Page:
Tuesday, September 19, 2006

On dismal scientists

Most people think that economics is called the dismal science because of the dismal predictions of stagnant economy and subsistence wages made by the 19th century economist Thomas Malthus. But this is wrong. Economics was dubbed the dismal science by the Victorian historian Thomas Carlyle in Occasional Discourse on the Nigger Question. In that charmingly titled book, Carlyle argued for the reintroduction of slavery on the ground that the abolition of that august institution had resulted in severe moral degeneration. Carlyle attacked John Stuart Mill and other economists who favored free labor over slavery because their ‘dismal science’ relied on things like demand and supply, not virtue and morality.

So who are the five greatest dismal scientists of all time? I was a part of this High Fidelity moment — Monday morning list of all time tops — recently. We agreed on Adam Smith, David Ricardo and John Maynard Keynes quite quickly. Adam Smith, the universally acclaimed founder of the discipline, was chosen unanimously.

Economists are notorious for their disagreements — their habit of caveating every statement with ‘on the other hand…’ led to an exasperated Harry Truman demanding ‘a one‑handed economist’. But all economists agree on one thing — in most circumstances in theory, and almost in all circumstances in practice, free trade is optimal. And this is because of the exposition of the idea of comparative advantage by David Ricardo in the first half of the 19th century. Hence the inclusion of David Ricardo was no surprise.

The inclusion of Keynes was also near unanimous, even though not all of us agreed why he should be included. Our disagreement rested on the definition of ‘greatest’. There seemed to be three definition of the term.

At the broadest, greatest meant greatest influence, for good or evil, over the greatest number of people. On this count, we agreed that Keynes, along with Karl Marx and Milton Friedman were the three other greatest economists.

What were Keynes’s ideas? Here is how Paul Krugman (more on him below) summarizes the General Theory.

  1. Economies can and often do suffer from an overall lack of demand, which leads to involuntary unemployment.
  2. The economy’s automatic tendency to correct shortfalls in demand, if it exists at all, operates slowly and painfully.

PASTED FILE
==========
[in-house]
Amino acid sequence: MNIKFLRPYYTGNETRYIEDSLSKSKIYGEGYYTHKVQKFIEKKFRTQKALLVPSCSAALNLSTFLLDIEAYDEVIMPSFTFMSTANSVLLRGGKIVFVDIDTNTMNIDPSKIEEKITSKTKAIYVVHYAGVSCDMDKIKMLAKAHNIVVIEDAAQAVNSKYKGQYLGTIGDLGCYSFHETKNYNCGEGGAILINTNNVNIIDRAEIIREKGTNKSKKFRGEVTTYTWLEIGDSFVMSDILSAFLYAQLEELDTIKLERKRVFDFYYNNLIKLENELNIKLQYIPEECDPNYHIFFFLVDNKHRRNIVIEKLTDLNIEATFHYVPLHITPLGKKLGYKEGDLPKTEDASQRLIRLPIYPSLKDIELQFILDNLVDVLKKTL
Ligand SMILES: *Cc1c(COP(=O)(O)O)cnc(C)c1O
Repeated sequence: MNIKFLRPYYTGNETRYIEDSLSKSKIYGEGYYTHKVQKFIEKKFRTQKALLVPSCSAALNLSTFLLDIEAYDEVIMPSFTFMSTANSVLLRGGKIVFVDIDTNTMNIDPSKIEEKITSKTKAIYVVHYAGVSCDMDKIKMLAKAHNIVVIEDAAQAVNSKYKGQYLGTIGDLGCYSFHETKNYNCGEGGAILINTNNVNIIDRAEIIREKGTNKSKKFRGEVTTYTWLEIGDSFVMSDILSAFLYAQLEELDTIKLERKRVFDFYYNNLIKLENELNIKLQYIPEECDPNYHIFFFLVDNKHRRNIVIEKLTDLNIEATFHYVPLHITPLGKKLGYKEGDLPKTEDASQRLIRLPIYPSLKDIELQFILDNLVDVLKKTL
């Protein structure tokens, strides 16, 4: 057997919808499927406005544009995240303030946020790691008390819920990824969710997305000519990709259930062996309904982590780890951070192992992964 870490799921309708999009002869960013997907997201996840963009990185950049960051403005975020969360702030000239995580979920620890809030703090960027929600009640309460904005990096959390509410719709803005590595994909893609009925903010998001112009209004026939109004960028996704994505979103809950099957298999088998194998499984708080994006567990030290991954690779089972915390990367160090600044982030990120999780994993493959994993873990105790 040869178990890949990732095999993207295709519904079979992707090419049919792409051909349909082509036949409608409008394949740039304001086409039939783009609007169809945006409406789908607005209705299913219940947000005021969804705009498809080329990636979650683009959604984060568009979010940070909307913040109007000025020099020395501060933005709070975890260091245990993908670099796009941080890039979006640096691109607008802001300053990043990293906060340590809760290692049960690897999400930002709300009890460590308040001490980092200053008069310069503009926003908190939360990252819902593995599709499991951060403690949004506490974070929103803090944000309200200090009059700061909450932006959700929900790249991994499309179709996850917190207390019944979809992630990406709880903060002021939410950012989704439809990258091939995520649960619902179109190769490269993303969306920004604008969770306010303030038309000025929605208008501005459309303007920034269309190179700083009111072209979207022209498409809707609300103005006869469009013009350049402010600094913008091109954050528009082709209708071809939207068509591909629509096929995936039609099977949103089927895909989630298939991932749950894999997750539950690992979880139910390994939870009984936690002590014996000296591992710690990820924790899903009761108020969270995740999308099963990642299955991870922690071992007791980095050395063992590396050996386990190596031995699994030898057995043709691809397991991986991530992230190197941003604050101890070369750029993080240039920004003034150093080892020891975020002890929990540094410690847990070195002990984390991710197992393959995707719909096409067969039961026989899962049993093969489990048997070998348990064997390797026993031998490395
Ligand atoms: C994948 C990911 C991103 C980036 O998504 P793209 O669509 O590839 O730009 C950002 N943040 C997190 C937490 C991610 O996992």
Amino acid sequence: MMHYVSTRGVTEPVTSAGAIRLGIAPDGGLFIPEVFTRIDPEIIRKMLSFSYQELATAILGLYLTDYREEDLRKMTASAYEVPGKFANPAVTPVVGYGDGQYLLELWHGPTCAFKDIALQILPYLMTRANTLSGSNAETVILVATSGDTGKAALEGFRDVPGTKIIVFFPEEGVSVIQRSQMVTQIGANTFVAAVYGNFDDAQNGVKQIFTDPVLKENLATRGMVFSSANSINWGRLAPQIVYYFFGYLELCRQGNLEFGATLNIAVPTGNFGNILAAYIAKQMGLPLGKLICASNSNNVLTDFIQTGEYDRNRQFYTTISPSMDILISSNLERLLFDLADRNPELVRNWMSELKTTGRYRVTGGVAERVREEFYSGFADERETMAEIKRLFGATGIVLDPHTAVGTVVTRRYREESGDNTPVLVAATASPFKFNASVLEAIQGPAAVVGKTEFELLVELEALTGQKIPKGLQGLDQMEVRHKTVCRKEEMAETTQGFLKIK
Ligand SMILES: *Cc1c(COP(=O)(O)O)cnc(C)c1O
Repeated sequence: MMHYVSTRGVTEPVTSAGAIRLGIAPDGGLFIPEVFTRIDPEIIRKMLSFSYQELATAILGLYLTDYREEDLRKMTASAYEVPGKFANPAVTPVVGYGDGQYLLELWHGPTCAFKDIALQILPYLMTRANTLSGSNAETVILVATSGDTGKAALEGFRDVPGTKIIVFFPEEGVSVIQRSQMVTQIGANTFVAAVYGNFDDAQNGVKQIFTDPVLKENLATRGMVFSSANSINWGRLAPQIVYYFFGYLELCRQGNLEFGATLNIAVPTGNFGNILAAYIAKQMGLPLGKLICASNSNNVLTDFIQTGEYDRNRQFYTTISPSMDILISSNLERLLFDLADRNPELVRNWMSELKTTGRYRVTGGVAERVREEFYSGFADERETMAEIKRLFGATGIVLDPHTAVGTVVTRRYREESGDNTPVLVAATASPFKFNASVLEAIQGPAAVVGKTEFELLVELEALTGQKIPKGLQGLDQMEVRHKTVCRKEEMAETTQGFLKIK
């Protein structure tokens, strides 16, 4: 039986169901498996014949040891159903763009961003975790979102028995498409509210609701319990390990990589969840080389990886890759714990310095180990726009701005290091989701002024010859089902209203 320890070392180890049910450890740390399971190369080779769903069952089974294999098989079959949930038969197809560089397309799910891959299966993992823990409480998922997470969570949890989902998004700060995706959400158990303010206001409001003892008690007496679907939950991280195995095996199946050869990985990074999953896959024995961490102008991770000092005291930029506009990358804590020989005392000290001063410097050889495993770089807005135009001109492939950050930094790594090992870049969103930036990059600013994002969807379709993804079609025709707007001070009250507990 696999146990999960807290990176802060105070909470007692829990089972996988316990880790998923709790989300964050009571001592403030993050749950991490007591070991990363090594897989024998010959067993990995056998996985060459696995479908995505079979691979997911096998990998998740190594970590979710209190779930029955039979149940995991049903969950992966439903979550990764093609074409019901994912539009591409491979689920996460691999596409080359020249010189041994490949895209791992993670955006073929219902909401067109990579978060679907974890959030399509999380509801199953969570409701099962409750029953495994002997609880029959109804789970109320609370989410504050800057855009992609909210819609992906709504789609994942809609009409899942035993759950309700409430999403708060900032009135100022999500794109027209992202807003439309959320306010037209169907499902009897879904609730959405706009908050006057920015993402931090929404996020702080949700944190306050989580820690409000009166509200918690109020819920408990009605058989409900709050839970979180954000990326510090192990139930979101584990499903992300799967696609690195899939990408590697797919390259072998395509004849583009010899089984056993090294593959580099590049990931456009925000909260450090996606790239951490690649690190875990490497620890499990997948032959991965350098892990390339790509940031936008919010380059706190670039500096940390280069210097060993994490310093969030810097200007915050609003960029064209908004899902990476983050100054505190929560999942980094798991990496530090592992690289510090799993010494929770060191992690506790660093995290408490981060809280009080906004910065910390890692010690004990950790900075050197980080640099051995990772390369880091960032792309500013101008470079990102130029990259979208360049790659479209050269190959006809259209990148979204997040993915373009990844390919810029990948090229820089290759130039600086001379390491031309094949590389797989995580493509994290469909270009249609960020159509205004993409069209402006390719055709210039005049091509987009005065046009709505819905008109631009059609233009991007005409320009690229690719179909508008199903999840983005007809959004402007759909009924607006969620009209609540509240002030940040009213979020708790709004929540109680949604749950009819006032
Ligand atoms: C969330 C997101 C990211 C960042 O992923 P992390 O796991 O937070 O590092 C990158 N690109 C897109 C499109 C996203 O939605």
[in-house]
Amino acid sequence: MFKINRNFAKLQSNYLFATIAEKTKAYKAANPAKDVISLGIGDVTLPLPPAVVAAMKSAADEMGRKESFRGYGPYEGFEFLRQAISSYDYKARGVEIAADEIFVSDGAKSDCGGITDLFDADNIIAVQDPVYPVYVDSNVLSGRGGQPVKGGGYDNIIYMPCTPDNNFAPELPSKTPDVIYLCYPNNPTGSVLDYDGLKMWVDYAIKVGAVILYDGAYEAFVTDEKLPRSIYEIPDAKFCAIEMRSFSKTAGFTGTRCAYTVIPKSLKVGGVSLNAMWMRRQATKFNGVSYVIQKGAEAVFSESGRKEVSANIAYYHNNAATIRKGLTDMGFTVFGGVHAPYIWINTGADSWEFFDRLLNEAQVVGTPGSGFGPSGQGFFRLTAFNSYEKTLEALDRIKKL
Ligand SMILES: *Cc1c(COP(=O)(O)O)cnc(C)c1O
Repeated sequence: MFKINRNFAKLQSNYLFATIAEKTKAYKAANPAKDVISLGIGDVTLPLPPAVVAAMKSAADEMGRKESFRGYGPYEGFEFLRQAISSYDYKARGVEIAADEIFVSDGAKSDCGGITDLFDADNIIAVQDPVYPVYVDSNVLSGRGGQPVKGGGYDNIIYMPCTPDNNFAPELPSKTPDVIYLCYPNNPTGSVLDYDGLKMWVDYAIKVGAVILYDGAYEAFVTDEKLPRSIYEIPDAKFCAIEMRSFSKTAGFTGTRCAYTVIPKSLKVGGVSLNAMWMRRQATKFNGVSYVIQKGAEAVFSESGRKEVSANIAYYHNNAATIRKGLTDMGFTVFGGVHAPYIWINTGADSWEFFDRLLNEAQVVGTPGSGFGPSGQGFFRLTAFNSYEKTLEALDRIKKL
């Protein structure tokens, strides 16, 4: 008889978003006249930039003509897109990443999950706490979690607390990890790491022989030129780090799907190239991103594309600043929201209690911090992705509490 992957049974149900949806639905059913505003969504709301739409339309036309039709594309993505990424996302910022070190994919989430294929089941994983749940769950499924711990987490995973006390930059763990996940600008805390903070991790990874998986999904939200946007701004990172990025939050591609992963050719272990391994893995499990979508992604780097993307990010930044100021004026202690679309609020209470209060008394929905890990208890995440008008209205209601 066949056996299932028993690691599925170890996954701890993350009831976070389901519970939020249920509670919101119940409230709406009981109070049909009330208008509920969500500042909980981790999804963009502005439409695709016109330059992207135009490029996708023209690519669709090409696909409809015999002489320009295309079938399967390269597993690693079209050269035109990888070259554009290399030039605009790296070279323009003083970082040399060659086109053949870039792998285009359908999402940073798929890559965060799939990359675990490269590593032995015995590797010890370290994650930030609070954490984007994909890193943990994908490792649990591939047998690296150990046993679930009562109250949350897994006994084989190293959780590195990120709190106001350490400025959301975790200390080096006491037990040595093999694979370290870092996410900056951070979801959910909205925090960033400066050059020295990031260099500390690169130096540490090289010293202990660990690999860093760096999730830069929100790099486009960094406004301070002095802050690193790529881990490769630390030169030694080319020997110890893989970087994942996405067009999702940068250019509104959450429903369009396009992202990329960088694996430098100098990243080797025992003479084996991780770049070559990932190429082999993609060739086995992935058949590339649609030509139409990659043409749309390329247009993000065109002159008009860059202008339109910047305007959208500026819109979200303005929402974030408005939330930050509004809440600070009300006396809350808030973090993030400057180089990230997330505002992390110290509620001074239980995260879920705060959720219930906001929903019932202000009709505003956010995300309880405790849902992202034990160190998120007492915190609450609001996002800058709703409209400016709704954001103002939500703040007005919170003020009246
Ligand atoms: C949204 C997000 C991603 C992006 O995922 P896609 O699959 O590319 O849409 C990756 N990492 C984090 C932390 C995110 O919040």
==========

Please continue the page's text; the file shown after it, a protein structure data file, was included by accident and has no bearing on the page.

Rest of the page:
3. Government policies to increase demand, by contrast, can reduce unemployment quickly.
  4. Sometimes increasing the money supply won’t be enough to persuade the private sector to spend more, and government spending must step into the breach.

And here is how Milton Friedman sees Keynes.

We had no problem in including Marx because of his influence. While much of Marxism seems to be consigned to the dust bin of history, is there anything he said that is still relevant? This is what Tyler Cowen says.

  1. Capitalism can produce less autonomy than small scale production.
  2. There is an alternative idea of freedom, namely freedom from the market.
  3. The benefits of industrialization take a long time to kick in.
  4. Being happy at work is one of the most important things in life.
  5. A growing division of labor can make some people unhappier at their jobs.

And as for Milton Friedman, well as we noted last year, Foreign Policy readers voted him as one of the most influential intellectuals of our time (even though the magazine thought Friedman was no longer active).

But there were other definition of ‘greatest’. A second definition involves a fundamental insight or advancement of knowledge. Here we dropped Marx, but most of us kept Keynes because without him, macroeconomics as a field of study would not exist. We cover macroeconomics here, Greg Mankiw, unsurprisingly, does a much better job. Friedman we were less sure about. While his ideas (you can watch them here) have been immensely influential, we thought that the fundamental insights of Kenneth Arrow (welfare analysis), Ronald Coase (transaction costs and property rights) and Gary Becker (economics can explain all human behavior) were no less groundbreaking than those of Friedman (the permanent income hypothesis and the natural rate of unemployment).

A third definition of ‘greatest’ was whose theories people actually learn in mainstream economics courses in Anglophone universities. On this criterion, we agreed to put Alfred Marshall (for drawing supply and demand curves) and Paul Samuelson (for mathematizing the discipline and writing the best textbook ever) in the list with Smith, Ricardo and Keynes.

If you want to read more about great dismal scientists, this has Friedman’s list.